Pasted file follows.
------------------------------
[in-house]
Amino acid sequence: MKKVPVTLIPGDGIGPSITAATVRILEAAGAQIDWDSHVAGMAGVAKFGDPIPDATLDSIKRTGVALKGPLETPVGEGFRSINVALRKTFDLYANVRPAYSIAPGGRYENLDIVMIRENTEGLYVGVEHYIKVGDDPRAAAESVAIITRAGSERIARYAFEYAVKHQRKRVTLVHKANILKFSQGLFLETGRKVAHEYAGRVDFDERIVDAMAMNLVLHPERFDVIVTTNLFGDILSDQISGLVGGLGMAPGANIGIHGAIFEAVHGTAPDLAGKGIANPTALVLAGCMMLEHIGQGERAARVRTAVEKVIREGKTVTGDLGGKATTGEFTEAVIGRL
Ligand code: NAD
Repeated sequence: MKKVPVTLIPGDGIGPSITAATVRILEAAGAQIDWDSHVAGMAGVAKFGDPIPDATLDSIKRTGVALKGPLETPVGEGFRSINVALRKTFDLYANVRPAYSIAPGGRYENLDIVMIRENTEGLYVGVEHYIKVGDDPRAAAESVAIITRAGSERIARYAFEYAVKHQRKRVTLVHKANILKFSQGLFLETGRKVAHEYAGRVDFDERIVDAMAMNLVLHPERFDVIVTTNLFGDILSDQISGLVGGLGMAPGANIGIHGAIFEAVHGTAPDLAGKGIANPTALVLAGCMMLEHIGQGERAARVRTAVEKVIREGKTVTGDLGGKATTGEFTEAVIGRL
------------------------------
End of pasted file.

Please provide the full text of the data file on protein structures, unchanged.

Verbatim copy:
[in-house]
Amino acid sequence: MKKVPVTLIPGDGIGPSITAATVRILEAAGAQIDWDSHVAGMAGVAKFGDPIPDATLDSIKRTGVALKGPLETPVGEGFRSINVALRKTFDLYANVRPAYSIAPGGRYENLDIVMIRENTEGLYVGVEHYIKVGDDPRAAAESVAIITRAGSERIARYAFEYAVKHQRKRVTLVHKANILKFSQGLFLETGRKVAHEYAGRVDFDERIVDAMAMNLVLHPERFDVIVTTNLFGDILSDQISGLVGGLGMAPGANIGIHGAIFEAVHGTAPDLAGKGIANPTALVLAGCMMLEHIGQGERAARVRTAVEKVIREGKTVTGDLGGKATTGEFTEAVIGRL
Ligand code: NAD
Repeated sequence: MKKVPVTLIPGDGIGPSITAATVRILEAAGAQIDWDSHVAGMAGVAKFGDPIPDATLDSIKRTGVALKGPLETPVGEGFRSINVALRKTFDLYANVRPAYSIAPGGRYENLDIVMIRENTEGLYVGVEHYIKVGDDPRAAAESVAIITRAGSERIARYAFEYAVKHQRKRVTLVHKANILKFSQGLFLETGRKVAHEYAGRVDFDERIVDAMAMNLVLHPERFDVIVTTNLFGDILSDQISGLVGGLGMAPGANIGIHGAIFEAVHGTAPDLAGKGIANPTALVLAGCMMLEHIGQGERAARVRTAVEKVIREGKTVTGDLGGKATTGEFTEAVIGRL